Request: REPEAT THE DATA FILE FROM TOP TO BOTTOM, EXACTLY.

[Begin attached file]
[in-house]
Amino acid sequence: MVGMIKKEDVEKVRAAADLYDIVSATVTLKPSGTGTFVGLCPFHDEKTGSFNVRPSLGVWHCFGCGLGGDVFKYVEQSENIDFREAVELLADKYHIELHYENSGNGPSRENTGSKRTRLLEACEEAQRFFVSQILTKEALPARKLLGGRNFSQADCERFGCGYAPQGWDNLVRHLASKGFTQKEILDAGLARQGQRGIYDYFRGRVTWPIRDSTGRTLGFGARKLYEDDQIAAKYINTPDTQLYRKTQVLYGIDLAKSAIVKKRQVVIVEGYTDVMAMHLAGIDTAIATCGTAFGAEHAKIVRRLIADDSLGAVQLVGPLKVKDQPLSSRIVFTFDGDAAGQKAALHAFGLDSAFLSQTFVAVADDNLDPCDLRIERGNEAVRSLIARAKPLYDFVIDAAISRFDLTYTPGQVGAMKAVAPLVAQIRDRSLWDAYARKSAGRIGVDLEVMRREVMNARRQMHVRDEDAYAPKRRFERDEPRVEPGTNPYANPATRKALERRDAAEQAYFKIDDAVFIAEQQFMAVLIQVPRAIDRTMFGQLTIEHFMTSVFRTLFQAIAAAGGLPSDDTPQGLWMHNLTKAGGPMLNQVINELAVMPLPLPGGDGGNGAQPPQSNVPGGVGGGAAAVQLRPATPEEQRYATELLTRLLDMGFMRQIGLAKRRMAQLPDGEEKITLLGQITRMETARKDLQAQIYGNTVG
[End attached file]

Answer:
[in-house]
Amino acid sequence: MVGMIKKEDVEKVRAAADLYDIVSATVTLKPSGTGTFVGLCPFHDEKTGSFNVRPSLGVWHCFGCGLGGDVFKYVEQSENIDFREAVELLADKYHIELHYENSGNGPSRENTGSKRTRLLEACEEAQRFFVSQILTKEALPARKLLGGRNFSQADCERFGCGYAPQGWDNLVRHLASKGFTQKEILDAGLARQGQRGIYDYFRGRVTWPIRDSTGRTLGFGARKLYEDDQIAAKYINTPDTQLYRKTQVLYGIDLAKSAIVKKRQVVIVEGYTDVMAMHLAGIDTAIATCGTAFGAEHAKIVRRLIADDSLGAVQLVGPLKVKDQPLSSRIVFTFDGDAAGQKAALHAFGLDSAFLSQTFVAVADDNLDPCDLRIERGNEAVRSLIARAKPLYDFVIDAAISRFDLTYTPGQVGAMKAVAPLVAQIRDRSLWDAYARKSAGRIGVDLEVMRREVMNARRQMHVRDEDAYAPKRRFERDEPRVEPGTNPYANPATRKALERRDAAEQAYFKIDDAVFIAEQQFMAVLIQVPRAIDRTMFGQLTIEHFMTSVFRTLFQAIAAAGGLPSDDTPQGLWMHNLTKAGGPMLNQVINELAVMPLPLPGGDGGNGAQPPQSNVPGGVGGGAAAVQLRPATPEEQRYATELLTRLLDMGFMRQIGLAKRRMAQLPDGEEKITLLGQITRMETARKDLQAQIYGNTVG